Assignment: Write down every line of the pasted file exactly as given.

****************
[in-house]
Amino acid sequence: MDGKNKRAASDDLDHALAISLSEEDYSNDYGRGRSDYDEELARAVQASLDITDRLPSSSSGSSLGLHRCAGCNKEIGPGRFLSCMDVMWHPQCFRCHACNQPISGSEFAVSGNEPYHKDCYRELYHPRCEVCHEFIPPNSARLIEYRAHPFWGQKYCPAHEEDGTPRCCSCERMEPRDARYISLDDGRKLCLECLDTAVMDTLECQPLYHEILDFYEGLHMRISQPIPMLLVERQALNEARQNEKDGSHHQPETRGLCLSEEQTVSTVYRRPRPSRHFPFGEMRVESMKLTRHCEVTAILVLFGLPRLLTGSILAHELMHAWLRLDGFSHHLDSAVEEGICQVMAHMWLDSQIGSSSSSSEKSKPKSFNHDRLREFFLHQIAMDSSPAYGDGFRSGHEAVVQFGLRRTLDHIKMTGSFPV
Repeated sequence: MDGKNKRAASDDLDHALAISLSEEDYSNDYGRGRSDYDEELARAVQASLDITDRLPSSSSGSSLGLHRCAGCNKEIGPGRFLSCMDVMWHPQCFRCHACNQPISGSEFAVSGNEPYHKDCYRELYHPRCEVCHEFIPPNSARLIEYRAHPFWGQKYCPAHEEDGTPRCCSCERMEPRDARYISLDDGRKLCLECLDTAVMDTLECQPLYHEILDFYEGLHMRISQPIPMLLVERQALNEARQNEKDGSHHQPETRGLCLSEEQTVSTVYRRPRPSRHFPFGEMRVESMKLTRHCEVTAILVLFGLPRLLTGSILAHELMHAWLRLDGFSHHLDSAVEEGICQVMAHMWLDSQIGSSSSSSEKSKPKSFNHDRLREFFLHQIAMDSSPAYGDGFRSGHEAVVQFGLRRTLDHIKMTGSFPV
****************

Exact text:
[in-house]
Amino acid sequence: MDGKNKRAASDDLDHALAISLSEEDYSNDYGRGRSDYDEELARAVQASLDITDRLPSSSSGSSLGLHRCAGCNKEIGPGRFLSCMDVMWHPQCFRCHACNQPISGSEFAVSGNEPYHKDCYRELYHPRCEVCHEFIPPNSARLIEYRAHPFWGQKYCPAHEEDGTPRCCSCERMEPRDARYISLDDGRKLCLECLDTAVMDTLECQPLYHEILDFYEGLHMRISQPIPMLLVERQALNEARQNEKDGSHHQPETRGLCLSEEQTVSTVYRRPRPSRHFPFGEMRVESMKLTRHCEVTAILVLFGLPRLLTGSILAHELMHAWLRLDGFSHHLDSAVEEGICQVMAHMWLDSQIGSSSSSSEKSKPKSFNHDRLREFFLHQIAMDSSPAYGDGFRSGHEAVVQFGLRRTLDHIKMTGSFPV
Repeated sequence: MDGKNKRAASDDLDHALAISLSEEDYSNDYGRGRSDYDEELARAVQASLDITDRLPSSSSGSSLGLHRCAGCNKEIGPGRFLSCMDVMWHPQCFRCHACNQPISGSEFAVSGNEPYHKDCYRELYHPRCEVCHEFIPPNSARLIEYRAHPFWGQKYCPAHEEDGTPRCCSCERMEPRDARYISLDDGRKLCLECLDTAVMDTLECQPLYHEILDFYEGLHMRISQPIPMLLVERQALNEARQNEKDGSHHQPETRGLCLSEEQTVSTVYRRPRPSRHFPFGEMRVESMKLTRHCEVTAILVLFGLPRLLTGSILAHELMHAWLRLDGFSHHLDSAVEEGICQVMAHMWLDSQIGSSSSSSEKSKPKSFNHDRLREFFLHQIAMDSSPAYGDGFRSGHEAVVQFGLRRTLDHIKMTGSFPV